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A pending Supreme Court decision threatens Apple's lucrative services business

In this Monday, June 4, 2018 file photo, Apple CEO Tim Cook speaks during an announcement of new products at the Apple Worldwide Developers Conference in San Jose, Calif. (AP Photo/Marcio Jose Sanchez, File)

Apple Inc.’s (AAPL) revised fiscal first quarter guidance Wednesday sent the stock into sharp decline and rattled markets, as investors evaluated whether the company’s justification for poor iPhone sales in Greater China was accurately placed in part on deceleration in the region’s markets.

In a letter to investors dated Jan. 2, Apple CEO Tim Cook wrote that the company’s fiscal first quarter revenue expectations would be adjusted to $84 billion from previous guidance between $89 billion and $93 billion.

Apple still to report record earnings

In the same letter, Cook informed investors that Apple would report record earnings per share, part of which Cook attributed, in an interview with CNBC, to the company’s services division that posted record sales and a 19% year-over-year jump in revenue. Some analysts point to Apple’s services division as a silver lining capable of buttressing sluggish demand for iPhones.

“Services has grown, you know, incredible amount,” Cook said in the CNBC interview. “We’re going to have — report over $10.8 billion and when we report later this month for last quarter. That’s a new record.”

App Store profits exposed to legal attack

Yet Apple’s App Store — part of its services division — hangs in a vulnerable position as the company awaits the U.S. Supreme Court’s decision in a consumer lawsuit from the 9th Circuit Court of Appeals. The case directly targets the App Store’s revenue stream, claiming App Store revenues are, at least in part, the ill-gotten gains of an illegal monopoly.

A man leaves an Apple store in Beijing, Thursday, Jan. 3, 2019. Apple Inc.’s $1,000 iPhone is a tough sell to Chinese consumers who are jittery over an economic slump and a trade war with Washington. (AP Photo/Andy Wong)

Cook told CNBC that services division gains were driven by App Store, Apple Music, Apple Pay, iCloud and search ad products.

“It’s very wide and each of the geographies hit a quarterly record,” Cook told CNBC. “So even in China the App Store hit a quarterly record.” Cook added that Apple picked up 100 more million active devices over the last 12 months.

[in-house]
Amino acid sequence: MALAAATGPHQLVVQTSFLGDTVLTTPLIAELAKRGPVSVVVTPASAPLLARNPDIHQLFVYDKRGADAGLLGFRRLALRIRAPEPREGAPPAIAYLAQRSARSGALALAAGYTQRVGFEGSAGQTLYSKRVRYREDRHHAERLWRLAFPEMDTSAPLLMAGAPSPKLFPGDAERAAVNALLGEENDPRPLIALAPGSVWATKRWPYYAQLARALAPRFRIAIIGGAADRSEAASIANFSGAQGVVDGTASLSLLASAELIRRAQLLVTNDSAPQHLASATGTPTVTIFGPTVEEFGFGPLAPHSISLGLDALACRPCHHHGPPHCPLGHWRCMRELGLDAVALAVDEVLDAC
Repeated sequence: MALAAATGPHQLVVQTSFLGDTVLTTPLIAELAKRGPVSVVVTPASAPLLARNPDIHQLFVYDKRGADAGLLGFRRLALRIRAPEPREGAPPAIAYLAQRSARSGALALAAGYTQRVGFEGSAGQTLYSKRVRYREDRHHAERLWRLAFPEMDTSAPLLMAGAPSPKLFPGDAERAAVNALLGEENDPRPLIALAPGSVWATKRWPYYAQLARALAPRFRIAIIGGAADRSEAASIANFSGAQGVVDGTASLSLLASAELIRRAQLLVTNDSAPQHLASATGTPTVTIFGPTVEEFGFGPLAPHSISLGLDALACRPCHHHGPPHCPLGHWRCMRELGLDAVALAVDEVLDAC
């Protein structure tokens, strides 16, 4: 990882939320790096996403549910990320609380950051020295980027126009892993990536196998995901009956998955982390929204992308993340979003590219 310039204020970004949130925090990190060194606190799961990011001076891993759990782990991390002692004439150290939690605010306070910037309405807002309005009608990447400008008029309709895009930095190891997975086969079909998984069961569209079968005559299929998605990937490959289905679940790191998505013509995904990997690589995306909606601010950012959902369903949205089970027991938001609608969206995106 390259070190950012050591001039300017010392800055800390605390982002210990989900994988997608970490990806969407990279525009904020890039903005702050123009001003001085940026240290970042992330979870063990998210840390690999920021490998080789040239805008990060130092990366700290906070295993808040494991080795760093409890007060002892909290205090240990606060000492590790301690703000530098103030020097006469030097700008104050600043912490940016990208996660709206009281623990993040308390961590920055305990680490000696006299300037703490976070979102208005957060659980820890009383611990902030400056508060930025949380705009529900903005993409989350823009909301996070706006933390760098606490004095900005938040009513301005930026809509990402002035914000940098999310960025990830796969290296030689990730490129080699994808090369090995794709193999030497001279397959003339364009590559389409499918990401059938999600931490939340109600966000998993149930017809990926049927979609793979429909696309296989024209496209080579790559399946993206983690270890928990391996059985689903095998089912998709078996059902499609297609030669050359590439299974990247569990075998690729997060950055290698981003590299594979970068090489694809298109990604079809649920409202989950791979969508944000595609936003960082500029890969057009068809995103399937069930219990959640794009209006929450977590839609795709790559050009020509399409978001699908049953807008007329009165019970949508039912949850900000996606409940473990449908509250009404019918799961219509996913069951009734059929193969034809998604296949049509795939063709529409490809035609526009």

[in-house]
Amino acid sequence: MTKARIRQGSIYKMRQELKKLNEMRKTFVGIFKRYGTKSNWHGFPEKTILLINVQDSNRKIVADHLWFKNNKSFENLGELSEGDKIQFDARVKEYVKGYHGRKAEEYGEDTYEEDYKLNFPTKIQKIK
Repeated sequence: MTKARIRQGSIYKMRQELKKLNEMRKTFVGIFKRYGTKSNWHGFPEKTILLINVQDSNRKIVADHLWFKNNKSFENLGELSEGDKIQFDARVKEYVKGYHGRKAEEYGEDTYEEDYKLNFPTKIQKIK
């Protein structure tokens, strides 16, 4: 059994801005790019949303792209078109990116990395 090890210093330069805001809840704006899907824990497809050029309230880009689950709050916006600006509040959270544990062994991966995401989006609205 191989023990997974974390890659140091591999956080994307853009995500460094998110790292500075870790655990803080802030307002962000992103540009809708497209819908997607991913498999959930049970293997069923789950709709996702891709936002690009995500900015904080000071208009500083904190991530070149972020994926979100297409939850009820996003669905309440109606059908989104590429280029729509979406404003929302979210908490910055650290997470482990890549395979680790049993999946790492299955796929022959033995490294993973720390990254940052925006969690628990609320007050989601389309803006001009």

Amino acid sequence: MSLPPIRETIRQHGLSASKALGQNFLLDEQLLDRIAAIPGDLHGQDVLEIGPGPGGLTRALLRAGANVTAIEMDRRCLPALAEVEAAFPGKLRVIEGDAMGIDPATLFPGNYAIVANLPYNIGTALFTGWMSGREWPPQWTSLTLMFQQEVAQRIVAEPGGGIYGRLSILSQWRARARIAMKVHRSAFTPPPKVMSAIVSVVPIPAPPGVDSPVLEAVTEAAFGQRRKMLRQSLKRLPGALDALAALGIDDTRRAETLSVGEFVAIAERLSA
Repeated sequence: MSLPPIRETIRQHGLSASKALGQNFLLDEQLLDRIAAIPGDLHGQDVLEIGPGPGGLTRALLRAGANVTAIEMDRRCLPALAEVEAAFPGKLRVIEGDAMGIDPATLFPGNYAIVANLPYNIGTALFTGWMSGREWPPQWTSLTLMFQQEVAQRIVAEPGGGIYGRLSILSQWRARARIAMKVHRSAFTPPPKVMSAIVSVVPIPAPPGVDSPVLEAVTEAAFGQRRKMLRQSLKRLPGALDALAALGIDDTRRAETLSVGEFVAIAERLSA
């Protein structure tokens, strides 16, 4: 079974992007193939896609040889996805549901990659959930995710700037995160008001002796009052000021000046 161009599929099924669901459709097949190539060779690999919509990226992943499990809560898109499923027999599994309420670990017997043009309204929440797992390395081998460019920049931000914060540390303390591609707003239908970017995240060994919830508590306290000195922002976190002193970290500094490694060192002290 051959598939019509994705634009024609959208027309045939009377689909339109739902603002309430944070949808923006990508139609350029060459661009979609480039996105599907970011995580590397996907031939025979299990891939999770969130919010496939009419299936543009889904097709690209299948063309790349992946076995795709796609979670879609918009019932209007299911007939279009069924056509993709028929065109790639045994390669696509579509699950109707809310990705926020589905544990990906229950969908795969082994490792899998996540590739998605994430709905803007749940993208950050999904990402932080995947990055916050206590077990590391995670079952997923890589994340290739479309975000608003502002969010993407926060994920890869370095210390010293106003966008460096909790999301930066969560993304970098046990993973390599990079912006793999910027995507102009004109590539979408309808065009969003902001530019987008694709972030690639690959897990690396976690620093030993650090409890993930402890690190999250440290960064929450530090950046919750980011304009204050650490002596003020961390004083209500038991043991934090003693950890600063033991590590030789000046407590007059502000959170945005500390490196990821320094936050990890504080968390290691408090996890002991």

Apple’s services arm generated $37.2 billion in fiscal year 2018. If the Supreme Court case, Apple v. Robert Pepper, is permitted to go forward in the lower court, it would give rise to an antitrust class action that would directly threaten profits for the division.

The consumers allege the App Store is controlling retail prices by charging developers a 30% commission passed on to app purchasers who have no alternative market in which to purchase iPhone apps.

If Apple loses at a subsequent trial, it could be a punishing blow.

Added risk comes from reports that companies are bypassing iOS app-generated subscriptions altogether in order to avoid Apple's 30% commission. A report from Tech Crunch says Netflix already rolled out a worldwide redirect taking prospective Netflix customers from the App Store to the Netflix website. According to the report, Netflix iOS app-generated subscription fees would have brought in around $256 million for Apple in 2018.

App Store sales are estimated to account for about 37% of the company’s projected total annual services revenue of $46 billion in fiscal year 2019, according to a November 26 analyst’s report from Bank of America Merrill Lynch. Under a scenario where App Store commissions drop just 5% from the current rate of 30%, the analysts predict a 17% drop in App Store revenue, or a loss of $2.8 billion.

In his letter, Cook pointed to four factors driving the downturn: timing of iPhone shipments, strengthened value of the U.S. dollar, new products that created supply chain constraints, and economic weakness in emerging markets, particularly China.

“While we anticipated some challenges in key emerging markets, we did not foresee the magnitude of the economic deceleration, particularly in Greater China,” Cook wrote. The Greater China region accounts for approximately 15% of Apple’s revenue, according to analysts. China represented 18% of total sales for Apple last quarter.

Apple is expected to report results for the fiscal first quarter of 2019 after market close on January 29.

Alexis Keenan is a New York-based reporter for Yahoo Finance. She previously produced live news for CNN and is a former litigation attorney. Follow her on Twitter at @alexiskweed

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